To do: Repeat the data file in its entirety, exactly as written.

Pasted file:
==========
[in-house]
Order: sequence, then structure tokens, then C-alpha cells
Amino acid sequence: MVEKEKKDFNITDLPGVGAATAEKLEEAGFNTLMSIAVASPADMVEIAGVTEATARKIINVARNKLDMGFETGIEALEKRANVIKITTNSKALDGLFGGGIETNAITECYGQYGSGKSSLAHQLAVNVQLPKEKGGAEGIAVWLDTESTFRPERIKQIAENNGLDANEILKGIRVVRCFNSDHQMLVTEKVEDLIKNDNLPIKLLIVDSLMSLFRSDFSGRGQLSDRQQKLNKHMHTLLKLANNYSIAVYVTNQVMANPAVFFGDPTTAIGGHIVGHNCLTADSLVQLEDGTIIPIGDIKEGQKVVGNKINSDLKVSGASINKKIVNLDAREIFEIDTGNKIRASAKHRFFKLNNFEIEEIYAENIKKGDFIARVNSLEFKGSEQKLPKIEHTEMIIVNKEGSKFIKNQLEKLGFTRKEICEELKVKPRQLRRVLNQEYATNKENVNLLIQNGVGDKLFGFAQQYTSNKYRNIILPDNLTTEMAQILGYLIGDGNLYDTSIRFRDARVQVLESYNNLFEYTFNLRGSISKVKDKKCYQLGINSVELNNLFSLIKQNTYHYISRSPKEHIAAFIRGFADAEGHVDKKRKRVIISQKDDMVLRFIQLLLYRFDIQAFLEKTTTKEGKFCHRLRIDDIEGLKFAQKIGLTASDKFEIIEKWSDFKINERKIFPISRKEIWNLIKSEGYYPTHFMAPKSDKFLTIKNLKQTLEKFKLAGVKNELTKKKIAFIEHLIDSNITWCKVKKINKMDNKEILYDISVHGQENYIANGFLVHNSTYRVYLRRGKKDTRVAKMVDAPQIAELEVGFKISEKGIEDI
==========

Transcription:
[in-house]
Order: sequence, then structure tokens, then C-alpha cells
Amino acid sequence: MVEKEKKDFNITDLPGVGAATAEKLEEAGFNTLMSIAVASPADMVEIAGVTEATARKIINVARNKLDMGFETGIEALEKRANVIKITTNSKALDGLFGGGIETNAITECYGQYGSGKSSLAHQLAVNVQLPKEKGGAEGIAVWLDTESTFRPERIKQIAENNGLDANEILKGIRVVRCFNSDHQMLVTEKVEDLIKNDNLPIKLLIVDSLMSLFRSDFSGRGQLSDRQQKLNKHMHTLLKLANNYSIAVYVTNQVMANPAVFFGDPTTAIGGHIVGHNCLTADSLVQLEDGTIIPIGDIKEGQKVVGNKINSDLKVSGASINKKIVNLDAREIFEIDTGNKIRASAKHRFFKLNNFEIEEIYAENIKKGDFIARVNSLEFKGSEQKLPKIEHTEMIIVNKEGSKFIKNQLEKLGFTRKEICEELKVKPRQLRRVLNQEYATNKENVNLLIQNGVGDKLFGFAQQYTSNKYRNIILPDNLTTEMAQILGYLIGDGNLYDTSIRFRDARVQVLESYNNLFEYTFNLRGSISKVKDKKCYQLGINSVELNNLFSLIKQNTYHYISRSPKEHIAAFIRGFADAEGHVDKKRKRVIISQKDDMVLRFIQLLLYRFDIQAFLEKTTTKEGKFCHRLRIDDIEGLKFAQKIGLTASDKFEIIEKWSDFKINERKIFPISRKEIWNLIKSEGYYPTHFMAPKSDKFLTIKNLKQTLEKFKLAGVKNELTKKKIAFIEHLIDSNITWCKVKKINKMDNKEILYDISVHGQENYIANGFLVHNSTYRVYLRRGKKDTRVAKMVDAPQIAELEVGFKISEKGIEDI